Aspects of Value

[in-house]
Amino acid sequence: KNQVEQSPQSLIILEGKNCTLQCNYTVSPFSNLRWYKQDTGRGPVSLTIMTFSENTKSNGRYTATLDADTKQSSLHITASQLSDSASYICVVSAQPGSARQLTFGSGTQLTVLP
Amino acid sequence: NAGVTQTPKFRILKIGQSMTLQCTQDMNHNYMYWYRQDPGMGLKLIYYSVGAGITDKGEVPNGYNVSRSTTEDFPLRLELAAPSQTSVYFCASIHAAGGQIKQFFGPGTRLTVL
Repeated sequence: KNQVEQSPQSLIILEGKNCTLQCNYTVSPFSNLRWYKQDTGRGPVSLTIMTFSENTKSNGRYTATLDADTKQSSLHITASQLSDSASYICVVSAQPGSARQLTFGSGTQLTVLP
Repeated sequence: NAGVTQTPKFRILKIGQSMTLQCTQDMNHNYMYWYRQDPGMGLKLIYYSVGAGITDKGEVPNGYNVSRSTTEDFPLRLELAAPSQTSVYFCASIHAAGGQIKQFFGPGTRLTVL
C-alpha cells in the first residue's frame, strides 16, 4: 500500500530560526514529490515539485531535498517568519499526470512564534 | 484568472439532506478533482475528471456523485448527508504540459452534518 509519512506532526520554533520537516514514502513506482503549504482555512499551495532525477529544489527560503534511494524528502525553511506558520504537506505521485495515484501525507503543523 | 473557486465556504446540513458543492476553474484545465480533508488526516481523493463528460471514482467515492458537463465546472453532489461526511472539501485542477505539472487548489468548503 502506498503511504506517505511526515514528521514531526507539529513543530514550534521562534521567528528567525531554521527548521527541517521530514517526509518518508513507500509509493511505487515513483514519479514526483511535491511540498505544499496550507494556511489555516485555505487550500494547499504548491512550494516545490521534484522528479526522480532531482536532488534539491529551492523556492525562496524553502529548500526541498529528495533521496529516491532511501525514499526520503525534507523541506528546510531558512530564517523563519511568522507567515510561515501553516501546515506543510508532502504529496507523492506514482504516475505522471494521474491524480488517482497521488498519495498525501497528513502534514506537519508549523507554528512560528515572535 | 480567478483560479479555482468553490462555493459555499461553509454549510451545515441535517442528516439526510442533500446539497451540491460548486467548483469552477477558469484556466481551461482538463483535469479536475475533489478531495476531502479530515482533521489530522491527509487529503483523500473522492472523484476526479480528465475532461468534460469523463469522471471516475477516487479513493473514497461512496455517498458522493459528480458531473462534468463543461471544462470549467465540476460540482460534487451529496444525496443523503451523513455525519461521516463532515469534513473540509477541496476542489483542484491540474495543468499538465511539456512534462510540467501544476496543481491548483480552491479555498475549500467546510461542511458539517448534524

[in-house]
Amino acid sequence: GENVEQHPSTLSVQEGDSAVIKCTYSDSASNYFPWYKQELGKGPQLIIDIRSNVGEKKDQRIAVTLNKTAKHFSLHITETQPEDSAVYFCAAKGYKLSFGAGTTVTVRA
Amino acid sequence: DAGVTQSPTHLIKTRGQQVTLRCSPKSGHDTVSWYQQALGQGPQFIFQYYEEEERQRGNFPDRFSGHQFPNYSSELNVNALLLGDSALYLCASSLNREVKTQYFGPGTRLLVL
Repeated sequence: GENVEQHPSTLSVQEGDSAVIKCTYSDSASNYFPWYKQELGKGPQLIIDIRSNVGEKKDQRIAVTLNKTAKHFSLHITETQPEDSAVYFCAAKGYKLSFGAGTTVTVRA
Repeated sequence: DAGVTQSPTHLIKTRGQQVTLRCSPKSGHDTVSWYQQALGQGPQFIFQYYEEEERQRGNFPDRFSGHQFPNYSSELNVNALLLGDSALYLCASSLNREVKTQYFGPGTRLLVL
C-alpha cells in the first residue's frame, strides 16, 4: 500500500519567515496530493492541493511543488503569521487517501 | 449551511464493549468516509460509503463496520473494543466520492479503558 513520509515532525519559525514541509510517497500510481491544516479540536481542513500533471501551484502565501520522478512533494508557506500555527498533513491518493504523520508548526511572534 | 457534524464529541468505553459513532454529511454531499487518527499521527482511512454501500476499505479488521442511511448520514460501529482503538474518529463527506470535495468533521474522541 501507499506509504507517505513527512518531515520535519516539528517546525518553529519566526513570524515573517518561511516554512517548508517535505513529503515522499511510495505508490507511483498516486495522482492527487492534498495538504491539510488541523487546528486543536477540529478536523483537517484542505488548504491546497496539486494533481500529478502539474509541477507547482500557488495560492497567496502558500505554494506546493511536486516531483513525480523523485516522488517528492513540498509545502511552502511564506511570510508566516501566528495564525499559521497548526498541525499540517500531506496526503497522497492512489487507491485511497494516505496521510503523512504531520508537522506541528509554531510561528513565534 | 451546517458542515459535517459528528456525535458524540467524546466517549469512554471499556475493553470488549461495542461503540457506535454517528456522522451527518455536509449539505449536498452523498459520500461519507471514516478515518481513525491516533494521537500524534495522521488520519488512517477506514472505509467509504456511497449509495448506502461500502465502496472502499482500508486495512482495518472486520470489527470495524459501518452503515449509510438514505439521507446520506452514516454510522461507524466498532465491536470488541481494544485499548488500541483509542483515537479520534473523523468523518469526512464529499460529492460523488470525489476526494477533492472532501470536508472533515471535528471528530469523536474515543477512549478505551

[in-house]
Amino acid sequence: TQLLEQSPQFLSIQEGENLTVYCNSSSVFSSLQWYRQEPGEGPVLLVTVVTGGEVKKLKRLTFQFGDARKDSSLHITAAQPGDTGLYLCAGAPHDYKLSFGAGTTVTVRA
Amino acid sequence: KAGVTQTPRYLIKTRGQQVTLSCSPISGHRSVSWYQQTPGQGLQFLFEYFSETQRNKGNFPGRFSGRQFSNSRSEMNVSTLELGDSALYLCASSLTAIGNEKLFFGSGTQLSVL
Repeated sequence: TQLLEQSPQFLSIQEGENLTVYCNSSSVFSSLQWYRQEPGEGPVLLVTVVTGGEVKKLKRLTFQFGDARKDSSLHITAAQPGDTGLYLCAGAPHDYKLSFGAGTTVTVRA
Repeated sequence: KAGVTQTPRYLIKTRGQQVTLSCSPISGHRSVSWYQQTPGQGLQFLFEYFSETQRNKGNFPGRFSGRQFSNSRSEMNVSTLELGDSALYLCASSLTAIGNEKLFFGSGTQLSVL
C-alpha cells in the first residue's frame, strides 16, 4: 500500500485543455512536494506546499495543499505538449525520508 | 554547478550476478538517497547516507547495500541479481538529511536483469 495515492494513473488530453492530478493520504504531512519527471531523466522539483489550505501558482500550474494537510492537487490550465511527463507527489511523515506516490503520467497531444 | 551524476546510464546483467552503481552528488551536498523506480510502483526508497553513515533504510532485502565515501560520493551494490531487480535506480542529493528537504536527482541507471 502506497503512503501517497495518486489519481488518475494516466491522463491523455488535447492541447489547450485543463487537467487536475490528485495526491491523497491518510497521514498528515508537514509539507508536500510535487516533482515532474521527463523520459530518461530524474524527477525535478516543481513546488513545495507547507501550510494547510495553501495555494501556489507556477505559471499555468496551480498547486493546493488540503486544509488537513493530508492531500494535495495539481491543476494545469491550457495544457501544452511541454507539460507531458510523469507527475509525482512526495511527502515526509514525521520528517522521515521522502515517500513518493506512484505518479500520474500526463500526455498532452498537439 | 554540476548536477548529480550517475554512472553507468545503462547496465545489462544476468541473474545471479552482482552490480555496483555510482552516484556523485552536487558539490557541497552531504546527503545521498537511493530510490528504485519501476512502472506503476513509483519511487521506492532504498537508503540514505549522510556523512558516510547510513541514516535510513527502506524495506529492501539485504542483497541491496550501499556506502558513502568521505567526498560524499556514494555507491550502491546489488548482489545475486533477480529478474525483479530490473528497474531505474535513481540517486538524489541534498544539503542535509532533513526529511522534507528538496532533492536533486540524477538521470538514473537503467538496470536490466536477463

The analogy between experience of value and experience of secondary qualities raises as many questions as it answers. This chapter suggests that moral experience, like much perceptual experience, is ‘aspectual’; that is, it presents us with organised, complex wholes which can only with difficulty (if at all) be dissected into their component parts. It also explores whether there is any arena of perceptual experience that can sustain an analogy with moral experience, while yet respecting the judgement-dependence of moral concepts. Moral values themselves are quite unlike physical objects; after all, it was largely their remoteness from the objects of the physical sciences that motivated the analogy with secondary qualities in the first place. A very apt analogy is to be found in the perception of pictures. This chapter ends by considering three difficulties associated with the secondary-quality model: the non-sensory character of moral experience, the rational relations of moral properties to the natural ones on which they supervene, and the contestability of moral judgements.
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